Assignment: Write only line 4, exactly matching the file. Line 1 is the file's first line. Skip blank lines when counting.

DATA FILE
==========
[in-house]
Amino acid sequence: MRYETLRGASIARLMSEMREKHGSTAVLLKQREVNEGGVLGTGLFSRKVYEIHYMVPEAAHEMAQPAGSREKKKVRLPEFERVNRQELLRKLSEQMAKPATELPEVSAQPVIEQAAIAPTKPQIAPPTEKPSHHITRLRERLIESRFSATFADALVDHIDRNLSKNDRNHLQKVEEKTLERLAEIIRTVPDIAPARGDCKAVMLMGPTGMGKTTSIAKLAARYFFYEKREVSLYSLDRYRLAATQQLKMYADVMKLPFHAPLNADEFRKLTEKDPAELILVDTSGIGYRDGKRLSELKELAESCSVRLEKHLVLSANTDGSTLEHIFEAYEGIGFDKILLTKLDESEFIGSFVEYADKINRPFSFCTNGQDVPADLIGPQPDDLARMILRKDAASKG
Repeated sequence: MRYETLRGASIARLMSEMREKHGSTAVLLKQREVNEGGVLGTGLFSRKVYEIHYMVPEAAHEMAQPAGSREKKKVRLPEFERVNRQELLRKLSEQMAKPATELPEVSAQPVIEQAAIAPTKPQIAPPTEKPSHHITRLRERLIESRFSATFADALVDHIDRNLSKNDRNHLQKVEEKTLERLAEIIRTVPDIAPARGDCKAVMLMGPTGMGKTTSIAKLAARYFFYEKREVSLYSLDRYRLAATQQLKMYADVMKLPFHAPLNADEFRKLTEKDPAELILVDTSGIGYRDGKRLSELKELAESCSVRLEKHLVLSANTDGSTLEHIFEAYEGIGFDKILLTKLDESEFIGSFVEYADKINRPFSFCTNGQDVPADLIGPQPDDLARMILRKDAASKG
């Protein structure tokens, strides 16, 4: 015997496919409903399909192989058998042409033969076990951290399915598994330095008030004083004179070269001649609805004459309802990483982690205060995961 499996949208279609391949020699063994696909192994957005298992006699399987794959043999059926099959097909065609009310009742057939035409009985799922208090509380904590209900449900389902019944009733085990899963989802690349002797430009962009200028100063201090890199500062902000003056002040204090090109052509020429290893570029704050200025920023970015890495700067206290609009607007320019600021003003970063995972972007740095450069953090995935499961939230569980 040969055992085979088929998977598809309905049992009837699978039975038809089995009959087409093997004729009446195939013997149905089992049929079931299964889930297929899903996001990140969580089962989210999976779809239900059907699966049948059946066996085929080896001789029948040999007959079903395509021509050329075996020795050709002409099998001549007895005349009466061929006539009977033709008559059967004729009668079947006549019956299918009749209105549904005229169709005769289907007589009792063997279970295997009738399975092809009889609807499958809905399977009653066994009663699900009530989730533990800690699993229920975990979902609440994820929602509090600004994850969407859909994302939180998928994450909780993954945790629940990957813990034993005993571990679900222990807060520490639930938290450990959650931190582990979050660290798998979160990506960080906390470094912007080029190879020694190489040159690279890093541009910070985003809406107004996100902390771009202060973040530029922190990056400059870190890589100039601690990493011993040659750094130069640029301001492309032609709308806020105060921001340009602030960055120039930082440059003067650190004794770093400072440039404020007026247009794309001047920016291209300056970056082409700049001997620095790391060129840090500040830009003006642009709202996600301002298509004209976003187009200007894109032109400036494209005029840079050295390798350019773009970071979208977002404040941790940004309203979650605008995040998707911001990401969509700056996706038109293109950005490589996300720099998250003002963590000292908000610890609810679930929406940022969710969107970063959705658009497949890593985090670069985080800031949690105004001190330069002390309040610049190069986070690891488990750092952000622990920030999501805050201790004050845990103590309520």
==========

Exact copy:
């Protein structure tokens, strides 16, 4: 015997496919409903399909192989058998042409033969076990951290399915598994330095008030004083004179070269001649609805004459309802990483982690205060995961 499996949208279609391949020699063994696909192994957005298992006699399987794959043999059926099959097909065609009310009742057939035409009985799922208090509380904590209900449900389902019944009733085990899963989802690349002797430009962009200028100063201090890199500062902000003056002040204090090109052509020429290893570029704050200025920023970015890495700067206290609009607007320019600021003003970063995972972007740095450069953090995935499961939230569980 040969055992085979088929998977598809309905049992009837699978039975038809089995009959087409093997004729009446195939013997149905089992049929079931299964889930297929899903996001990140969580089962989210999976779809239900059907699966049948059946066996085929080896001789029948040999007959079903395509021509050329075996020795050709002409099998001549007895005349009466061929006539009977033709008559059967004729009668079947006549019956299918009749209105549904005229169709005769289907007589009792063997279970295997009738399975092809009889609807499958809905399977009653066994009663699900009530989730533990800690699993229920975990979902609440994820929602509090600004994850969407859909994302939180998928994450909780993954945790629940990957813990034993005993571990679900222990807060520490639930938290450990959650931190582990979050660290798998979160990506960080906390470094912007080029190879020694190489040159690279890093541009910070985003809406107004996100902390771009202060973040530029922190990056400059870190890589100039601690990493011993040659750094130069640029301001492309032609709308806020105060921001340009602030960055120039930082440059003067650190004794770093400072440039404020007026247009794309001047920016291209300056970056082409700049001997620095790391060129840090500040830009003006642009709202996600301002298509004209976003187009200007894109032109400036494209005029840079050295390798350019773009970071979208977002404040941790940004309203979650605008995040998707911001990401969509700056996706038109293109950005490589996300720099998250003002963590000292908000610890609810679930929406940022969710969107970063959705658009497949890593985090670069985080800031949690105004001190330069002390309040610049190069986070690891488990750092952000622990920030999501805050201790004050845990103590309520």